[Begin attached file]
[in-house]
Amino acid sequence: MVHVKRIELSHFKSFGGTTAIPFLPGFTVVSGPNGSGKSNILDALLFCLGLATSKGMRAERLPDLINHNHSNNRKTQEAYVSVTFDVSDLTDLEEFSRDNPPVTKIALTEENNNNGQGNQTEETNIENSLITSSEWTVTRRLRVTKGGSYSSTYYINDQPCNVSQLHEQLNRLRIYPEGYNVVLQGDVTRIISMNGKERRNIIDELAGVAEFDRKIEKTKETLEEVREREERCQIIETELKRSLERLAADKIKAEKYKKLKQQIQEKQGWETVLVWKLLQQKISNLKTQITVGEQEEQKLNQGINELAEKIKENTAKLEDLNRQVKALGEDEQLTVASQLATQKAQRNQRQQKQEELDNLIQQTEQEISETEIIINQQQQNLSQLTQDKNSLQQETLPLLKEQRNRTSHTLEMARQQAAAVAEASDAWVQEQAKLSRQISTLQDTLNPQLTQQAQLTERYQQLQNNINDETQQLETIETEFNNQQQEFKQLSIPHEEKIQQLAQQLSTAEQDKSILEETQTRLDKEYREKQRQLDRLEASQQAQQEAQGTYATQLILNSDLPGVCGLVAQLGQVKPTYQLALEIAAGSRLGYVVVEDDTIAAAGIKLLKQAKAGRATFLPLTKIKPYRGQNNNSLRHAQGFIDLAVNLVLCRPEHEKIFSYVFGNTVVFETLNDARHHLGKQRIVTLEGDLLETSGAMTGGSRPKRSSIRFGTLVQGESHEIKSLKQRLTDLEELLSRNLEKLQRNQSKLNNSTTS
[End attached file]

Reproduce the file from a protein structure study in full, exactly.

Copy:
[in-house]
Amino acid sequence: MVHVKRIELSHFKSFGGTTAIPFLPGFTVVSGPNGSGKSNILDALLFCLGLATSKGMRAERLPDLINHNHSNNRKTQEAYVSVTFDVSDLTDLEEFSRDNPPVTKIALTEENNNNGQGNQTEETNIENSLITSSEWTVTRRLRVTKGGSYSSTYYINDQPCNVSQLHEQLNRLRIYPEGYNVVLQGDVTRIISMNGKERRNIIDELAGVAEFDRKIEKTKETLEEVREREERCQIIETELKRSLERLAADKIKAEKYKKLKQQIQEKQGWETVLVWKLLQQKISNLKTQITVGEQEEQKLNQGINELAEKIKENTAKLEDLNRQVKALGEDEQLTVASQLATQKAQRNQRQQKQEELDNLIQQTEQEISETEIIINQQQQNLSQLTQDKNSLQQETLPLLKEQRNRTSHTLEMARQQAAAVAEASDAWVQEQAKLSRQISTLQDTLNPQLTQQAQLTERYQQLQNNINDETQQLETIETEFNNQQQEFKQLSIPHEEKIQQLAQQLSTAEQDKSILEETQTRLDKEYREKQRQLDRLEASQQAQQEAQGTYATQLILNSDLPGVCGLVAQLGQVKPTYQLALEIAAGSRLGYVVVEDDTIAAAGIKLLKQAKAGRATFLPLTKIKPYRGQNNNSLRHAQGFIDLAVNLVLCRPEHEKIFSYVFGNTVVFETLNDARHHLGKQRIVTLEGDLLETSGAMTGGSRPKRSSIRFGTLVQGESHEIKSLKQRLTDLEELLSRNLEKLQRNQSKLNNSTTS